Jealousy, fear, spite, exhilaration, a deep respect – all are evident in the decades-long interaction between Henri Matisse and Pablo Picasso, now explored in a traveling exhibition at its final stop, the Museum of Modern Art’s temporary home in Queens. Beginning in 1906, the dialogue between the two painters resulted in some of the twentieth century’s greatest works of art.
Some museumgoers may be wearied by long lines, higher ticket prices, and the endless marketing of posters, postcards, calendars, notepads, and other paraphernalia associated with blockbuster shows. Seeing Picasso’s Les Demoiselles d’Avignon hanging next to Matisse’s Bathers with a Turtle astonishes the viewer enough to banish all such irritation and jadedness. These paintings, familiar as they may be, are still breathtaking, energetic, and mysterious. The wonderfully articulate, detailed catalog for the show discusses how each work challenged the traditions of Western painting. Both began as narrative paintings: Les Demoiselles was to show a medical student entering a brothel while the Bathers was to show swimmers on a beach, one wringing her water from her hair. The narrative set pieces to be referenced were classical: the former, a faun surprising a group of nymphs, while the latter was Venus rising from the waves. But in painting Les Demoiselles, Picasso ended the narrative, or at least began a different one, by turning each figure so that she confronts the viewer from a separate space. Combining Iberian sculpture, African masks, El Greco’s painting of light, even some subtle lessons in color from Matisse, Picasso created a masterpiece that pleased almost no one, but changed almost everything. Matisse’s response – seen here as a direct response, side-by-side with Les Demoiselles – was Bathers with a Turtle. Where Picasso’s demoiselles confront the viewer, Matisse’s figures are turned inward, away from the viewer, against a background of strong horizontal solids. In the ground of Bathers, Matisse’s study of Giotto is apparent.
In the New York show, it is possible to stand in front of Les Demoiselles d’Avignon and Bathers with a Turtle and see two other pairings from these early years of conversation. Matisse’s Fauvist masterpiece Le Luxe I is paired with Picasso’s Boy Leading a Horse. The pastoral lyricism and supernatural colors in Matisse’s great work are in sharp contrast to the austere palette and almost conventionally-drawn figures in Picasso’s painting. Here, Matisse seems more willing to take risks. Another pair of paintings that can be seen from the same vantage point as Les Demoiselles and Bathers sets Matisse’s Portrait of Madame Matisse next to Picasso’s Woman in Yellow. It is fascinating to see the mask-like faces in Les Demoiselles echoed in Matisse’s final portrait of his wife (and also in another Matisse portrait, Portrait of August Pellerin II). It has been suggested that the arresting, impenetrable black of Madame Matisse’s eyes indicate profound wells of need that can never be met, emotional black holes. However, looking at the portrait in its entirety, it is also possible to see that Matisse has painted his wife as a kind of empty gray ghost, possible to interpret the darkness of her eyes not as need, but as absence. Beside this portrait hangs Picasso’s arresting Woman in Yellow, with another mask-like woman’s face confronting the viewer. In this portrait, the figure’s arms are curiously muscular and the fierce hatchings that mark and surround the figure have an almost violent quality.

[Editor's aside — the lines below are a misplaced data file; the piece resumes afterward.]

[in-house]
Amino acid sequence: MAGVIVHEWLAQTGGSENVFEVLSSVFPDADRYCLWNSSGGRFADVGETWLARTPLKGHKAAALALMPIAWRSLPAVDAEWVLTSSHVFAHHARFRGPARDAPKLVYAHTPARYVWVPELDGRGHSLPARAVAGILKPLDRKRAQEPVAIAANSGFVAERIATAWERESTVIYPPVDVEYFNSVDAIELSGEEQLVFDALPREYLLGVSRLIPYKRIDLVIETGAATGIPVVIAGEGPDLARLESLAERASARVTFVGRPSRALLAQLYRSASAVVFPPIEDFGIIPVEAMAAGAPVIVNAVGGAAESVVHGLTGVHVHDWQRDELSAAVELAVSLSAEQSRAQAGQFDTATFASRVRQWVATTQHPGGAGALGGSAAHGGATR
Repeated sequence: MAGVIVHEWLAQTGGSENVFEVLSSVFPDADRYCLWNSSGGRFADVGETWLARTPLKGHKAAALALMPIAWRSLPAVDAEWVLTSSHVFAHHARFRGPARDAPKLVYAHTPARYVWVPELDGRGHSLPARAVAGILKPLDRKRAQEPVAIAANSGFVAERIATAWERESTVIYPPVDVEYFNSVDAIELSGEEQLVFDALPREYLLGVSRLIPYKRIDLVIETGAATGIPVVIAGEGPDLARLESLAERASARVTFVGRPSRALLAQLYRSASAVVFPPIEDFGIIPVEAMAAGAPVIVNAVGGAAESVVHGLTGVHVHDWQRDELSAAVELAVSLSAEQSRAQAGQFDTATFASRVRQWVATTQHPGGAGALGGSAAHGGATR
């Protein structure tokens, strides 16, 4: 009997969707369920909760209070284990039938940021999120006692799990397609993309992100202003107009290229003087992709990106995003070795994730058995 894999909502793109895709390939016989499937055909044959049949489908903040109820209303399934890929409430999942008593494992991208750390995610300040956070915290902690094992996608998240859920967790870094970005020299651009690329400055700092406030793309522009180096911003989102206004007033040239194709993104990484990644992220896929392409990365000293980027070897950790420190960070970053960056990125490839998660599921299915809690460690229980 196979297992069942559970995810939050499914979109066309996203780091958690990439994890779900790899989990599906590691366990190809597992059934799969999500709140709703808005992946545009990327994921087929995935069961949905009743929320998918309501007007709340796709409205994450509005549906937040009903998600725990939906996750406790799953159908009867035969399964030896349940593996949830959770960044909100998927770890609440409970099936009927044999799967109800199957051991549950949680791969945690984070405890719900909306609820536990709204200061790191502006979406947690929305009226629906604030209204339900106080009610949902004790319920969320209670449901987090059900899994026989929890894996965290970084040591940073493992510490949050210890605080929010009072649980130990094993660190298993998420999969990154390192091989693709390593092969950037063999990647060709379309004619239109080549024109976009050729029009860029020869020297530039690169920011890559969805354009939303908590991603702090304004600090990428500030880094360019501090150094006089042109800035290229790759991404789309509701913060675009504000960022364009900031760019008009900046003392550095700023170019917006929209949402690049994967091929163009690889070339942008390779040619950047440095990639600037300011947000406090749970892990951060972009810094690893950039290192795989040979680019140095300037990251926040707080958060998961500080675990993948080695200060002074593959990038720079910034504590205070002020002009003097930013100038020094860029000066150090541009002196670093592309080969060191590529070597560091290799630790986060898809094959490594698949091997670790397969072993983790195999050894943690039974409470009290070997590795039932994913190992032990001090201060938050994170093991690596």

In all, there are more than thirty pairs or groups that contrast the two painters’ approaches. In some instances, two paintings may have been produced at the same time and may represent direct responses to the other’s work; such direct influence and conversation is well documented. In others, the curators have grouped works that may lack chronological affinities, but are revealing in other ways.
An example of such a pairing is Matisse’s Still Life after Jan Davidsz. de Heem’s ‘La Desserte’ with Picasso’s great Mandolin and Guitar. Painted approximately nine years apart, these works are dazzling together. It’s an old cliche that Picasso is the painter of line and Matisse is the painter of color. Seeing these two paintings side-by-side proves that such reduction is impossible in the work of two masters. The purity of color in the tiles and sky of Mandolin and Guitar seen next to the rhythm and animation of Matisse’s lines in his Still Life proves that each painter had a profound understanding of both color and line.
Matisse once said to poet and painter Max Jacob, who was a friend of Picasso’s "If I weren’t doing what I am doing, I’d like to paint like Picasso." "Well," Jacob said, "that’s very funny! Do you know that Picasso made the same remark to me about you?" The dialogue between the artists continued throughout the first half of the twentieth century and the curators of the New York show have created a great occasion for celebrating and exploring this long rivalry. In the context of each painter’s considerations and reconsiderations, novel and discarded approaches, it is possible to see even the most familiar of these paintings as vibrant, thrilling, and alive.